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Lord Tope: My Lords, I rise more in sorrow than in anger, as they say. I am sad that what I think the noble Lord, Lord Morris, described as the powers that be in the Labour Party have decided not to pursue this matter further. The noble Lord, Lord Morris, explained carefully and clearly why that is. I understand why the Labour party in particular would have an interest in ensuring that what he described as the conventions of the House--I think they are more correctly described as the conventions between the two Front Benches--should not be upset at this time. I do not want to say any more about that. I do not want to embarrass the noble Lord, Lord Morris, any more, because he and I have worked closely on this Bill. I have come to respect his views and I think I know what his views are.
However, it is not just a matter of personal sorrow and regret that we cannot take this matter any further. It may be no consolation to the noble Lord to know that he was not the only one whose telephone was disturbed. I, too, was tracked down at home. Perhaps, unlike the noble Lord, I have an answer machine which helps in that it refers people to my secretary, who was also tracked down. We received the same lobbying. Someone went to the considerable trouble of finding a fax number to send me a fax before the weekend. It is not someone from my part of the world or someone I have ever heard of before. As far as I know I have not heard from this person before although, like many other noble Lords, I have received so many letters I may well have done so. The fax was sent to me immediately after the decision in another place. It stated:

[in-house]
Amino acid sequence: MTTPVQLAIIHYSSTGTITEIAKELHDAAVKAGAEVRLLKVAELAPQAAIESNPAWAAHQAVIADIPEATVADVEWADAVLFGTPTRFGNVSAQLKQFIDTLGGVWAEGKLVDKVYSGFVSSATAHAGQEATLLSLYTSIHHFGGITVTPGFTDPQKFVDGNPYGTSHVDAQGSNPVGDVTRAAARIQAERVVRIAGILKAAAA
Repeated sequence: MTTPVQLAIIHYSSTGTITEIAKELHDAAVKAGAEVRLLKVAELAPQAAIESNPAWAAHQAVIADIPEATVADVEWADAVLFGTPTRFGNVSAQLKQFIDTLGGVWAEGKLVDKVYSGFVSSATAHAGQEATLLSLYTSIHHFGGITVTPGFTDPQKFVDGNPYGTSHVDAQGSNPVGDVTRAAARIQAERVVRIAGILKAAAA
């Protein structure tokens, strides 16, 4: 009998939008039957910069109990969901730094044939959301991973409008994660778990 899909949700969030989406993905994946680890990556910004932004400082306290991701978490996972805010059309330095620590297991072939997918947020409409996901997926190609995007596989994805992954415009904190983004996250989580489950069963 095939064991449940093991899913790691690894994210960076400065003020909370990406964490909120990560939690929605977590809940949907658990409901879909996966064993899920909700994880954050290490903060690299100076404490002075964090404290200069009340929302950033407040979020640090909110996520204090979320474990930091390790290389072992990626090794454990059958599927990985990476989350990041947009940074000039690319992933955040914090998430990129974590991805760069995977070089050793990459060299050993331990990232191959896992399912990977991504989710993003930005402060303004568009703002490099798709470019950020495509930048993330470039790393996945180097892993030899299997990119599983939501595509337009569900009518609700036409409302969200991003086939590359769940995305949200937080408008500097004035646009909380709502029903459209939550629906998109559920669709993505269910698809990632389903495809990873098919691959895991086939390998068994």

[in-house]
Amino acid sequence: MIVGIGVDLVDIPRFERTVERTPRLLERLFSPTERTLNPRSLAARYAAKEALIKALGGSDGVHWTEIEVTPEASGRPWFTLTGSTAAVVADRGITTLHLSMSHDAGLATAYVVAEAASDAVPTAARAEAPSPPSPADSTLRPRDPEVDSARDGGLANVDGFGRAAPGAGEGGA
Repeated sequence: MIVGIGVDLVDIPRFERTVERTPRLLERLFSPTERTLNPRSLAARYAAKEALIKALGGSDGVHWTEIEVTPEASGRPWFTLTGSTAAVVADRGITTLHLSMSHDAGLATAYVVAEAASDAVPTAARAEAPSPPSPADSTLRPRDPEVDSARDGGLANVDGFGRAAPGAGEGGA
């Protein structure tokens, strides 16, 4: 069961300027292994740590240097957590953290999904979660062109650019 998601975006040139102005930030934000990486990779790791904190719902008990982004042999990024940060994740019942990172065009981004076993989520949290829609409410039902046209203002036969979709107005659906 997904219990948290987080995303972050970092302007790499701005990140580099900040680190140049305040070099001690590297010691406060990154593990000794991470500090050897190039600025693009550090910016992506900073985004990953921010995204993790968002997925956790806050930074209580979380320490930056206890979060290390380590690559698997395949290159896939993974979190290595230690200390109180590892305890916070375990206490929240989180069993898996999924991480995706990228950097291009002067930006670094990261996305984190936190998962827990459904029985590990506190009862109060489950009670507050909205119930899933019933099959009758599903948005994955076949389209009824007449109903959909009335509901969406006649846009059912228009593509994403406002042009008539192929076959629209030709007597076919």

We have said all this before. I do not wish to take up valuable time in saying it again. However, as we have not fully debated evaluation in this House, certainly since the amendment was defeated, I hope the Minister can say a little more about what sort of issues the further evaluation he has now promised will cover. I hope he will say when it will be available and where it will be available. I am sure it will be available in this House but it needs to be more widely available. I conclude as I began by professing more sorrow than anger. I am sad. This is a sad end to a sorry business. Above all, I believe this whole voucher scheme is an enormous wasted opportunity to bring about an end which all of your Lordships wish to achieve but which this scheme will not achieve.
Earl Baldwin of Bewdley: My Lords, I too find this a deeply disappointing occasion for many in the education service. Of course I do not like the mechanism of vouchers as a way of increasing provision because, for all that it involves choice of a kind, it serves to fragment and complicate the system and move even further away from the concept of a local community of schools. I believe that this has served us better than most current commentators will allow, and that it would have been the better route by which to increase publicly-funded provision.
But it is not as if we were attempting to wreck the voucher scheme. In Committee we sought, as the noble Lord, Lord Tope, emphasised, to ensure that this would not be one of those reforms that, in common with others in recent years, would have to be remodelled later in the light of experience, by providing for a proper evaluation period so that the thing was more likely to be right first time.
I cannot believe that this is a bad principle. The Minister said he wanted to bring in vouchers as quickly as possible. How often have we heard that ill-advised phrase in recent years? I am often horrified at the neglect of sound evidence for the basing of educational policy. Dogma, hunches, reference back to one's own golden school-days, are not good guides to what is best for the citizens of tomorrow. I do not say that the present party in power is uniquely prone to these, but the sheer volume of its reforms means that we have had our fill of them in the last 16 years.